The fundamental rule for deducting any type of expense from your business income is to determine whether it was incurred for the purpose of earning income:
No deduction shall be made in respect of an outlay or expense except to the extent that it was made or incurred by the taxpayer for the purpose of gaining or producing income from the business or property
While this is quite clear for the majority of expenses – salaries paid to employees, office rent, manufacturing supplies etc. , there are a handful of expenses that seem slightly more ambiguous. One of the more notable (and often asked) examples of this type of expense relate to personal attire including clothing, shoes and other personal maintenance costs (haircuts, beauty products etc) Many business owners and self employed individuals are required to maintain a professional appearance when meeting with clients and as such incur costs that they might not otherwise in the purchase of clothing and related accessories. Unfortunately, the tax court of Canada has ruled time and time again that any attire or personal effects, that can be used in everyday life, regardless of whether you only wear that $1,400 business suit when meeting with your best clients, is NOT deductible. The only circumstances under which personal attire is deductible is when it relates to a uniform or special clothing:
An employee who is supplied with a distinctive uniform which is required to be worn while carrying out the duties of employment or who is provided with special clothing (including safety footwear) designed for protection from the particular hazards of the employment, is not regarded as receiving a taxable benefit.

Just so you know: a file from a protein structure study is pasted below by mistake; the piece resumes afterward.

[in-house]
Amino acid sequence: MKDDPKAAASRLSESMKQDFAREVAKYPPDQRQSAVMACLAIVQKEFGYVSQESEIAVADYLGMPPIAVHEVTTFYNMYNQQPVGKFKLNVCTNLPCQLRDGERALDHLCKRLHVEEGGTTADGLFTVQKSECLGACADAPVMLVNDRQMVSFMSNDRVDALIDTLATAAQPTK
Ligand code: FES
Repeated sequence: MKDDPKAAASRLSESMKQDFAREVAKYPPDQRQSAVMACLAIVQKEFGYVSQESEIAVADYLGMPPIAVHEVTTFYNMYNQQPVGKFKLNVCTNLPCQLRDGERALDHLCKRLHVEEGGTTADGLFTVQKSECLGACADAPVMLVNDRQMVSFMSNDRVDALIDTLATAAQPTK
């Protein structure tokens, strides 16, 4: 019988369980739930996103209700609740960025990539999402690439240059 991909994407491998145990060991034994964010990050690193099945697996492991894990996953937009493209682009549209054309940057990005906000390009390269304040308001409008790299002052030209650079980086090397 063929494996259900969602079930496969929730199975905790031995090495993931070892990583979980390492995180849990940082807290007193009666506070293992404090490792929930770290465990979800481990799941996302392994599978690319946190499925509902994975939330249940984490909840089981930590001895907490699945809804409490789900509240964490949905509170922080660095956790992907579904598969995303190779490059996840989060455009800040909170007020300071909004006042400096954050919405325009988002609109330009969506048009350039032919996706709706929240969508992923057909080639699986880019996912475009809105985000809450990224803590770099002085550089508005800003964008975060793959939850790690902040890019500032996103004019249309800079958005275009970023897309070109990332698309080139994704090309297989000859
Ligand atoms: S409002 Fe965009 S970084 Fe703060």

Payments made by an employer to a laundry or dry cleaning establishment for laundry or dry cleaning expenses of uniforms and special clothing, or directly to the employee in reimbursement of such expenses, do not constitute a taxable benefit to the employee.
If the expense does in fact qualify as a distinctive uniform eg. coveralls with your company’s logo or a hazmat suit (chances are that you will not be wearing that to anything else except perhaps as a somewhat unimaginative Halloween costume), then you are allowed to deduct the total amount incurred. For tax purposes the amount is treated as a capital outlay and included in Class 12 for CCA purposes. Since the depreciation for this class is 100% (with no half year rule), there is no effective difference between expensing the full amount and including it in Class 12.
For further fun reading on the subject, below are links to Tax Court of Canada cases: